Following his move to The Big Apple to serve with InterVasity’s Graduate & Faculty Ministry at NYU this fall, David is back to wrap up his series on Why You Must Be Dying to be a Christian Scholar. For earlier posts in the series click here and here. Take it away David! ~ Thomas B. Grosh IV, Associate Director of ESN, editor of ESN’s blog and Facebook Wall
4. We are surrounded by a great cloud of witnesses. In his lucid (though acerbic) book, Atheist Delusions: The Christian Revolution and Its Fashionable Enemies (New Haven: Yale University Press, 2009), David Bentley Hart summarizes the “simple but thoroughly enchanting tale” underlying modern attitudes toward the Christian Tradition:
Once upon a time, it went, Western humanity was the cosseted and incurious ward of Mother Church; during this, the age of faith, culture stagnated, science languished, wars of religion were routinely waged, witches were burned by inquisitors, and Western humanity labored in brutish subjugation to dogma, superstition, and the unholy alliance of the church and state. Withering blasts of fanaticism and fideism had long since scorched away the last remnants of classical learning; inquiry was stifled; the literary remains of classical antiquity had long ago been consigned to the fires of faith, and even the great achievements of “Greek science” were forgotten till Islamic civilization restored them to the West. All was darkness. Then, in the wake of the “wars of religion” that had torn Christendom apart, came the full flowering of the Enlightenment and with it the reign of reason and progress, the riches of scientific achievement and political liberty, and a new revolutionary sense of human dignity…. (33)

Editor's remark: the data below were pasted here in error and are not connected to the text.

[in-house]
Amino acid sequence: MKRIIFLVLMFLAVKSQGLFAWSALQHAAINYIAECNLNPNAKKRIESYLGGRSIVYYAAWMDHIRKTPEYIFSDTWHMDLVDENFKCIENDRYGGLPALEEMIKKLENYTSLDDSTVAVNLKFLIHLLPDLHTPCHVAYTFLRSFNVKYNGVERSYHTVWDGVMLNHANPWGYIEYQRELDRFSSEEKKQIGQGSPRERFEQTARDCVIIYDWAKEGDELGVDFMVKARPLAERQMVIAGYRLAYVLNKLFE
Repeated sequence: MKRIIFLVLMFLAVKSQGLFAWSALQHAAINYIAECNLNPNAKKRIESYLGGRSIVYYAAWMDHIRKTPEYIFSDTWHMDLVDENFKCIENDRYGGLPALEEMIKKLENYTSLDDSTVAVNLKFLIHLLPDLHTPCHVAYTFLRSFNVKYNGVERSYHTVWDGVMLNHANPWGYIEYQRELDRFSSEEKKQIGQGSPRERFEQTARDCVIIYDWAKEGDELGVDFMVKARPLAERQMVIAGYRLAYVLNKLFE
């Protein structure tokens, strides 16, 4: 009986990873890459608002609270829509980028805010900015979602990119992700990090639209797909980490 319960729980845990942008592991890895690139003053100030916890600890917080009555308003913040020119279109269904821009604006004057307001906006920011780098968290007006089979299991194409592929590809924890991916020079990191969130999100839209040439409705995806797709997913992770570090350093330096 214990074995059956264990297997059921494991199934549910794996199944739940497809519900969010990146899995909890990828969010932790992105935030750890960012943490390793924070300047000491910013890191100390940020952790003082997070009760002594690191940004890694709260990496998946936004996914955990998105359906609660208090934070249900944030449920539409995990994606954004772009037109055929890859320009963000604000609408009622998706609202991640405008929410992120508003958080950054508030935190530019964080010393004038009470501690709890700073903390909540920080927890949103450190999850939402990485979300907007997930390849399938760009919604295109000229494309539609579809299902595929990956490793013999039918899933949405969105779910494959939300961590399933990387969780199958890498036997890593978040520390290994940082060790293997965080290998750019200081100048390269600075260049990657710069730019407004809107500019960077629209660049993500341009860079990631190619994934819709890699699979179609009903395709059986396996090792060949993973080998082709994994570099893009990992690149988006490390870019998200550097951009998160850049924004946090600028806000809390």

Hart goes on to note that the sole defect of this “simple and enchanting tale” is “that it happens to be false in every identifiable detail.” (34) Nevertheless, most modern Western people have swallowed this tale hook-line-and-sinker.
We Evangelical Christians have swallowed it too, and, to the extent that we have, we have cut ourselves off from the vital intellectual and spiritual Tradition of historic Christianity. As Protestants we were already primed to swallow this tale because, as you may already realize, it is simply a modernized, secularized, and slightly updated version of the (tall) tale Protestants have told about Catholicism since the time of the Reformation: Post tenebras lux! But we American Evangelicals were triply primed to swallow this tale because, frankly, we are a product of it—in addition to being Protestants and Moderns, we Americans are a characteristically individualistic bunch that have a deeply engrained suspicion of tradition, and that are especially prone to conceive of theology as an ahistorical, do-it-yourself project. In any case, Christian scholars who do not resist this “simple and enchanting tale” do so at their peril, for in so doing they lose the capacity to locate themselves and their work within the orthodox Christian Tradition.